Risk assessments and the EYFS

The EYFS states that it is up to you to decide whether you want to write risk assessments or not. 

Your risk assessments must cover the house, resources and equipment, the garden, different types of outings and situations that you feel are best risk assessed such as fire practices and changes to the house and garden. 


If you want to write risk assessments, you will need to consider...

- Writing risk assessments for every room of the house including places children do not go, outside and outings;

- Putting the name of the person who wrote the RA on each risk assessment and dating your risk assessments;

- Stating on your risk assessments when you intend to update them (normally annually and as things change).



Step 1 – Identify the hazards;

Step 2 – Think about who might be harmed – you, the children, visitors etc;

Step 3 – Evaluate the risk by deciding whether you need to do anything more to make the area safe;

Step 4 – Write down what you have found;

Step 5 – Make a note of who has done the assessment, the date and when you intend to review - it is good practice to diary this date, so you don’t forget.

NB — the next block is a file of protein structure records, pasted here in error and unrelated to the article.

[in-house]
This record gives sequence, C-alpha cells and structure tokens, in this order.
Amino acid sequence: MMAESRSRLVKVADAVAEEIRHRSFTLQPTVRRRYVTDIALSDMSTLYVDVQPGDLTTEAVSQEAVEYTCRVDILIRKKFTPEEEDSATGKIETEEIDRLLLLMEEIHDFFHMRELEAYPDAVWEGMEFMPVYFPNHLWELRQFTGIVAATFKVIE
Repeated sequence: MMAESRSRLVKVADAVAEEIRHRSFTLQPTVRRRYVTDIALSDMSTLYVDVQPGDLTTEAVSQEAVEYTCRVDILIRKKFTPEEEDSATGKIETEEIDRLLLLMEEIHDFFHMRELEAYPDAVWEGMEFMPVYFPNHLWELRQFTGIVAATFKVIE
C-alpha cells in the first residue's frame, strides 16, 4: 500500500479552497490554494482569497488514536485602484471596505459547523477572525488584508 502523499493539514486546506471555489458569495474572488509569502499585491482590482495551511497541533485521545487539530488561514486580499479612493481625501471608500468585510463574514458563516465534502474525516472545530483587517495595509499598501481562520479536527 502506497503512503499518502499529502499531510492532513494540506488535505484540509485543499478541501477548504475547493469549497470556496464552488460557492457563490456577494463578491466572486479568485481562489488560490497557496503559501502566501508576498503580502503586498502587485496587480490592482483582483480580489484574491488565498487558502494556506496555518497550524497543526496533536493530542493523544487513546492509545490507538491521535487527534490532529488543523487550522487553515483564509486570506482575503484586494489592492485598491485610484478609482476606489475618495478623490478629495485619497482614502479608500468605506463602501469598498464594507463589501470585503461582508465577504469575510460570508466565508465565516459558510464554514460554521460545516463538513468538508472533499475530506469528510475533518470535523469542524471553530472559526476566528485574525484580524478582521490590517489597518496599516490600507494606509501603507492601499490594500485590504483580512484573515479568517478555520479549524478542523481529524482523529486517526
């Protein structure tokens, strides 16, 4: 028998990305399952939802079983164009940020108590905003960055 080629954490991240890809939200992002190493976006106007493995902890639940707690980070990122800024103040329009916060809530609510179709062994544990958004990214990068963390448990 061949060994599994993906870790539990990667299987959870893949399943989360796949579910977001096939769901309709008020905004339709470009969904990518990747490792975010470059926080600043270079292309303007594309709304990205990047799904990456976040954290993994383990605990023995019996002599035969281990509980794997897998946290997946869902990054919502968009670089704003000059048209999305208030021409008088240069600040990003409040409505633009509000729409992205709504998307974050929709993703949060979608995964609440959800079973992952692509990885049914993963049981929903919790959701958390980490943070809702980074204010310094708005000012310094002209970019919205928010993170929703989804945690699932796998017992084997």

So, the risk assessment is ... cooking with children;

The date is ... 

The update date is ... 

The hazards are ... children getting burned; children falling; wet floors; raw ingredients being eaten; children sneezing into food... etc;

Who might be harmed? – everyone in the house including children, adults and visitors;

Your evaluation might include – keeping mop handy; washing hands; teaching children about not eating raw ingredients; keeping children away from burners / using back burners;

How risky do you think it is? – on a scale of either 1 – 5 or high (H), medium (M) and low (L).

Do your risk assessments work? – yes or no.

I have 2 e-books relating to Risk assessments on my website which will help you including -

- E-book 5 'Risk assessments';

- E-book 24 'Safety checklists'.